By Carlotta Mohamed
Challenger Catalina Cruz bested state Assemblywoman Ari Espinal (D-Jackson Heights) and held back fellow challenger Yonel Letellier Sosa in Thursday’s Democratic primary.
With 100 percent of the precincts reporting, Cruz secured 51.7 percent of the votes, while Espinal obtained 45 percent and Sosa tallied just 3.3 percent, according to unofficial results from NY1.
Espinal, a Corona native, ran unopposed and won an April special election to fill the vacated District 39 Assembly seat previously held by City Councilman Francisco Moya (D-Jackson Heights) before he was elected to the City Council last year. Espinal had served as an aide on Moya’s staff.
The 39th District covers parts of Corona, Jackson Heights and Elmhurst.
Cruz, a Colombian-born “Dreamer,” was undocumented for the first 13 years she lived in the United States before becoming a legal citizen in 2009. She has worked as an attorney representing immigrants who face deportation and served as chief of staff to former City Councilwoman Julissa Ferreras-Copeland.
Cruz centered her campaign on a promise to help resolve community issues such as affordable housing, school overcrowding, and providing health care for poorer residents.
“I think that the top issue is affordable housing. Anything from Major Capital Improvements — and we need to do away with that — to preferential rent [is driving inaffordability],” Cruz said in an August interview with the TimesLedger editorial staff. “With that comes the conversation of here’s our needs and how do we resolve them, and one of the things our campaign has done successfully is engage the voice of the community.”
Both Espinal and Cruz ran grassroots campaigns to achieve their goals of making change by bringing more resources to their communities.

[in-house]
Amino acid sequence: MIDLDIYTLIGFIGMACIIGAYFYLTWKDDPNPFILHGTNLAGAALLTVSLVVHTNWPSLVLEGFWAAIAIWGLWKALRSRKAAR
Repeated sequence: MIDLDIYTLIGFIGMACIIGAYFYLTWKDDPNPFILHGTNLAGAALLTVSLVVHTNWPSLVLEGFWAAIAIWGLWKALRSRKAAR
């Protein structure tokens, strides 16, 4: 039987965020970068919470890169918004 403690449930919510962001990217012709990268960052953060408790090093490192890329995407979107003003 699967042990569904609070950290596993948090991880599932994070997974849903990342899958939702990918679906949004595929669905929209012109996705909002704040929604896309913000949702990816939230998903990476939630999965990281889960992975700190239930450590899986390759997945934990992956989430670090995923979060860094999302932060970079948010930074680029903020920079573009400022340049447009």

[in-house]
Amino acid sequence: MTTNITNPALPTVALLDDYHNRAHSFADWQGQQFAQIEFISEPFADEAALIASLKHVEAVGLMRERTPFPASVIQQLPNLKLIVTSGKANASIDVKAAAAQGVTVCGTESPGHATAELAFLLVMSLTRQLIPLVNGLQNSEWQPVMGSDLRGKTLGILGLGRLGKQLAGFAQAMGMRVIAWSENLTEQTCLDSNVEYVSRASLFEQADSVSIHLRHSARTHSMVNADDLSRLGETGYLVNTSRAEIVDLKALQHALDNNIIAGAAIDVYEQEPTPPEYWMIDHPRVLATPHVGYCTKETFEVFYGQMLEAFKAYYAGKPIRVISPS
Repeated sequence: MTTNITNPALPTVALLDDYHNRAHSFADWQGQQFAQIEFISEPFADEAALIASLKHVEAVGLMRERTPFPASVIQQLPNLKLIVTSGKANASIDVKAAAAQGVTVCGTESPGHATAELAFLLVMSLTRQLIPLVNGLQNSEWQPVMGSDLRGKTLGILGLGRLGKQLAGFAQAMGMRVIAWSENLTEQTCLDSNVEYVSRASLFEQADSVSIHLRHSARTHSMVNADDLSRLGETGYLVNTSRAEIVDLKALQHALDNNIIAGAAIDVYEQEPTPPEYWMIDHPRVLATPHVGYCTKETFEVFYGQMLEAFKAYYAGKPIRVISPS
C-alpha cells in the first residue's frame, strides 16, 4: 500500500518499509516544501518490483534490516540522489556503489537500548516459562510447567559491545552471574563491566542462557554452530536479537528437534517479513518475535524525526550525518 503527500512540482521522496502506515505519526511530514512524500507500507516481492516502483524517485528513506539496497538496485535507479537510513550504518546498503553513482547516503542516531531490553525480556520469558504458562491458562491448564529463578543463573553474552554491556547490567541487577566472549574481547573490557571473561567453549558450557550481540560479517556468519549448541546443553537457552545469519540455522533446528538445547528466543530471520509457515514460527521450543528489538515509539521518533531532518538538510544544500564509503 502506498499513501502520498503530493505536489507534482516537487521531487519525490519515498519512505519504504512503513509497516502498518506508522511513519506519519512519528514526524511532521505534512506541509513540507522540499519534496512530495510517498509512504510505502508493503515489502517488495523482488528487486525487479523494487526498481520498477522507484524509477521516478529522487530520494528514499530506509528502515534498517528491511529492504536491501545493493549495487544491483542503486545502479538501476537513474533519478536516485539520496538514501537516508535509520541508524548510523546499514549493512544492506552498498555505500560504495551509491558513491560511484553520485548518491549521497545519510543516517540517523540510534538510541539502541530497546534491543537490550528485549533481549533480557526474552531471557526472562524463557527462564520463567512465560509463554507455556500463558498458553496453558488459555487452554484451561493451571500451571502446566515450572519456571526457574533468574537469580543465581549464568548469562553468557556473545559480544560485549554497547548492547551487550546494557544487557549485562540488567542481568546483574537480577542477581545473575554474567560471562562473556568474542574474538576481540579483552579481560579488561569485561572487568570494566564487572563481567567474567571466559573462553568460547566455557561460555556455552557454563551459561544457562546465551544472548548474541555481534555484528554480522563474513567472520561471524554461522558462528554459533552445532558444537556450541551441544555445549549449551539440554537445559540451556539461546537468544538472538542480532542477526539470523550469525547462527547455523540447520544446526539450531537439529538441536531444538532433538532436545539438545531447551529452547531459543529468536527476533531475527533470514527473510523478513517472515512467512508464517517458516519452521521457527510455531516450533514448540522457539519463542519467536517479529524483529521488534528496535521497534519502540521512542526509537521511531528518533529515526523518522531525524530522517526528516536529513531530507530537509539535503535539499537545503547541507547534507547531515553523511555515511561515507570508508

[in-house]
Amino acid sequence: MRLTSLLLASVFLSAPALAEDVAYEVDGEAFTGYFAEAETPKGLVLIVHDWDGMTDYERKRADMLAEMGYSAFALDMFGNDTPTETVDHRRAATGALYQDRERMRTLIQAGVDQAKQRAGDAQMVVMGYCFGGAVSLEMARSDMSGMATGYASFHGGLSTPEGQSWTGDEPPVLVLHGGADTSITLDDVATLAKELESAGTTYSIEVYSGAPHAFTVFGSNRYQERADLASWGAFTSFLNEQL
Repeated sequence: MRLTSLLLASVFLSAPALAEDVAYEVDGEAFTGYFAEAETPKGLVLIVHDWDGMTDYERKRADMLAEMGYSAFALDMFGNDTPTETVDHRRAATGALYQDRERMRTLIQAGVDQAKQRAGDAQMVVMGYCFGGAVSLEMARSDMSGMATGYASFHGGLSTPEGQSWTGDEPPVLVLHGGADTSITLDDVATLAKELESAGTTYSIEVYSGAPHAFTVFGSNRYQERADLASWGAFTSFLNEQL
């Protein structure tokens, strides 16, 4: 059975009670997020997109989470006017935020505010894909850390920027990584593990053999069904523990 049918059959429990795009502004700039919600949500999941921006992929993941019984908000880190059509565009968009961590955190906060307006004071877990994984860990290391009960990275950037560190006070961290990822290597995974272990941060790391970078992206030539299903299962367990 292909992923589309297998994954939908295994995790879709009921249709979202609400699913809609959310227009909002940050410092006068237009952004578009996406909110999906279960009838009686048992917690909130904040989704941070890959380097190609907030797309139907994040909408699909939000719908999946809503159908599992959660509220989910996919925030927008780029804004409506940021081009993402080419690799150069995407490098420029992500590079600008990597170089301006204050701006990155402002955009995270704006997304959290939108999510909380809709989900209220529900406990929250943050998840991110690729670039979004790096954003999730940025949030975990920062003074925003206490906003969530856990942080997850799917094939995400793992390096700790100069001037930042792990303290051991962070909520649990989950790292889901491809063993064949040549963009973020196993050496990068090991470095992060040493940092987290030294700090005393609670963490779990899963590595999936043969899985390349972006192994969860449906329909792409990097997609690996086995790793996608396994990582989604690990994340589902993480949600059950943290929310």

Meanwhile, the Dominican Republic-born Sosa has worked politically throughout the district, from founding the Association of Latin American Leaders to working for state Sen. Jose Peralta (D-East Elmhurst) as chief-of-staff when Peralta served in the state Assembly. He aimed to tackle community issues such as overcrowding in schools and housing laws.
Cruz noted that she has been a constant presence in the community and has built her platform around conversations with the district’s constituents.
However, throughout her campaign, Espinal said that, unlike Cruz — who moved to Bayside and relocated to Jackson Heights — she is from the district, which she believes is important to voters.
In her bid for re-election, Espinal relied on her experience as a longtime community organizer and former Democratic district leader working on behalf of her constituents.
“If you don’t get your hands dirty, how do you know what kind of quality-of-life issues are going on in your district,” Espinal said.
Espinal has advocated for better labor laws and measures to address school overcrowding in her district, as well as ways to preserve the affordability of the communities she serves.
“I have already brought back $217,000 to schools in the district for PS 14, PS 89, PS 69. There are certain schools that need the funding,” Espinal said in an August interview with the TimesLedger editorial staff. “With the trailers at PS 19, when I worked for [Moya], we got rid of the trailers and that was a huge project and I was happy to be a part of that because what we did was we brought funding back to this specific school.”
Espinal has also been a champion of Carlos’ Law, that protects construction workers from employers who don’t comply with the required safety protocols.
The bill, which is not currently active on the floor but was passed by the state Assembly in June 2017, would increase the penalty for accidental deaths on construction sites.
Reach reporter Carlotta Mohamed by e-mail at cmoha